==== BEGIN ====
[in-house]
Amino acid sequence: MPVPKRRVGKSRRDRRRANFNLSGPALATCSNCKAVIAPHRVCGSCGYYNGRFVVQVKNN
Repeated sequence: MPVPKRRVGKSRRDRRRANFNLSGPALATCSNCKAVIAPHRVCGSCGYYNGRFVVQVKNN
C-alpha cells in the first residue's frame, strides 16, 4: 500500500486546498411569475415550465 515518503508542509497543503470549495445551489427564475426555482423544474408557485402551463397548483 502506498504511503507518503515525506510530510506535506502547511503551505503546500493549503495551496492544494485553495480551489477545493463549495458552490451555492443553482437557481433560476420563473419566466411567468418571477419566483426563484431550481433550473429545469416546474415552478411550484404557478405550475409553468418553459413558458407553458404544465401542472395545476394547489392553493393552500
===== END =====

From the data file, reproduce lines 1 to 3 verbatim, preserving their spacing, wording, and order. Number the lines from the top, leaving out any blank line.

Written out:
[in-house]
Amino acid sequence: MPVPKRRVGKSRRDRRRANFNLSGPALATCSNCKAVIAPHRVCGSCGYYNGRFVVQVKNN
Repeated sequence: MPVPKRRVGKSRRDRRRANFNLSGPALATCSNCKAVIAPHRVCGSCGYYNGRFVVQVKNN